- Talent Management
With millions of highly educated Americans already looking for jobs or new jobs, why look abroad? This is the question that Mr. Trump continues to ask and so do many Americans. On this basis, H-1B visas, which are commonly used to give foreign workers the right to live and work in the United States, are increasingly coming under attack. Nevertheless, a recent article in the Harvard Review Business suggests that lowering the number of H-1B visas could have a negative impact on the U.S. talent pool and the nations’ ability to remain highly competitive in world markets. That said, the article also reports that despite the valuable role played by H-1B visas, there is growing evidence that at least in some sectors, including the the tech sector, the visas are being misused.
The H-1B allows companies to hire foreign workers for specialized positions (e.g., a PhD-trained biologist or artificial intelligence expert). The tech industry is a major beneficiary of the H-1B program but so are the health care, science, and finance sectors and U.S. universities. How many people seek H-1Bs? During the most recent annual lottery, the U.S. Citizen and Immigration Services (USCIS) received 199,000 petitions for 85,000 visas. It should be noted that some industries (e.g., higher education) are generally exempt from lottery. Whether the program will continue, however, is now in question. This spring, President Trump signed an executive order, “Buy American and Hire American,” and it calls for heightened scrutiny to determine whether or not American products and workers really are be prioritized under the current system.
In theory, the H-1B Visa program exists to recruit the best and brightest from around the globe and in some cases, it does do this. If Harvard wants to hire the very top neurosurgeon in the world to teach at its medical school but that person is British or French or Japanese and not American, the H-1B program guarantees that they can do this hire legally. Unfortunately, this is not necessarily how the program is always used. As reported in Harvard Business Review, increasingly the program is being used to hire middling employees at lower wages than one would normally pay U.S. citizens and this is especially evident in the tech sector:
The program is most often associated with the tech industry, where H-1B workers hold about 12%–13% of jobs, according to a Goldman Sachs report. (For comparison, they hold around 0.6%–0.7% of U.S. jobs overall.) [But] the companies that bring in the most H-1B workers, however, are not Silicon Valley tech firms but IT services firms, many based in India, that specialize in consulting or outsourcing. These companies, which include Tata Consultancy Services, Cognizant, Infosys, Wipro, Accenture, IBM India, and Deloitte, are contracted by other companies to do IT work…Compared with Silicon Valley firms, IT services companies tend to hire H-1B workers for lower-paying entry-level work. For example, Axios reported that 72.4% of Tata’s H-1B visa filings were for jobs paying between $60,000–$70,000 a year. Companies like Amazon, Apple, Facebook, Google, and Microsoft mostly filed for jobs that paid well above $100,000.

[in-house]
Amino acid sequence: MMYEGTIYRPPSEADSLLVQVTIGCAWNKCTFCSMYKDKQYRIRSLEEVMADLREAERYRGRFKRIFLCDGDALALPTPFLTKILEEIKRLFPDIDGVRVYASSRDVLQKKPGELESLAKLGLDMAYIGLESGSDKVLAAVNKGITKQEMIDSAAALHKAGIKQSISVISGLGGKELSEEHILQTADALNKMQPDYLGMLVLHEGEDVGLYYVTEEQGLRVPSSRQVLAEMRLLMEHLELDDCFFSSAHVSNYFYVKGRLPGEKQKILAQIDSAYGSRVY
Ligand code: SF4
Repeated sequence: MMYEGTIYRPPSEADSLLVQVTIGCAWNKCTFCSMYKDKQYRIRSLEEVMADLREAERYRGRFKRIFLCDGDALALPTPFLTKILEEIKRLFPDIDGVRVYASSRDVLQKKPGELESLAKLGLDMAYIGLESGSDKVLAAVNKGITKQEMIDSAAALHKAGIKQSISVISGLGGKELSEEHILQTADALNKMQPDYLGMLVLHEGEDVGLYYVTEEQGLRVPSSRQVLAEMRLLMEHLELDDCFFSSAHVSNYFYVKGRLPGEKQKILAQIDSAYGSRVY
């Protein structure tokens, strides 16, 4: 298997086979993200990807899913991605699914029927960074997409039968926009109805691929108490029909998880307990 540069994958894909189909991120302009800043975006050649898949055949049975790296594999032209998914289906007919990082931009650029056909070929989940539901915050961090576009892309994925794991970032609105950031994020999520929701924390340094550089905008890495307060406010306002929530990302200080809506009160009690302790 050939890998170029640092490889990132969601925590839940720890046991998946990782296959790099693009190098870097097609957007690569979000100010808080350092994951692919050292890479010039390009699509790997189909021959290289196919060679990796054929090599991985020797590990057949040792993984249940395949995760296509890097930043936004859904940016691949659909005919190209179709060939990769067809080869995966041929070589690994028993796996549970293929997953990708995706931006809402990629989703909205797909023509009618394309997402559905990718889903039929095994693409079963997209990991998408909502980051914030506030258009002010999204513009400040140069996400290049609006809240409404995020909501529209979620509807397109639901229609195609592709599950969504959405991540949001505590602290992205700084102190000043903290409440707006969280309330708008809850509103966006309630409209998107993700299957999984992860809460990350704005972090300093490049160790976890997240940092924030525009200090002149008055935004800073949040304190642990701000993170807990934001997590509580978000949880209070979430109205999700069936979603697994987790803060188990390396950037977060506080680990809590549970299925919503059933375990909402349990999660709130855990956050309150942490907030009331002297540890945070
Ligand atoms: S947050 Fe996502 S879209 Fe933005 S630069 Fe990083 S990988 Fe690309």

In other words, the program, for all its benefits, is arguably being used to underpay foreign workers while simultaneously taking jobs away from U.S. residents. But should the program be cut back due to abuse in a single industry?
If the H-1B program is rolled back, there is no question that some organizations will suffer. Research centers and universities rely heavily on foreign talent and the impact could be significant. On the other hand, there signs of abuse in the tech sector are also a legitimate cause for alarm. As Gordon Hanson, who holds the Pacific Economic Cooperation Chair in International Economic Relations at U.C. San Diego, has observed, “One thing that has helped maintain our technological leadership is innovation and technical research, and immigration has helped us do that,” Hanson says. “Immigration is an important part of why the U.S. is able to maintain its elite status.”
The bottom line is that without support for foreign workers, some U.S. industries are bound to suffer. For talent managers, hiring top talent, especially for senior-level positions, will become increasingly difficult. Moreover, there will be other impacts. If cultural and linguistic diversity is something an organization values, there is also a risk that U.S. organizations will increasingly become cultural silos cut off from the rest of the world where people continue to cross borders and cultures to build the best businesses possible.
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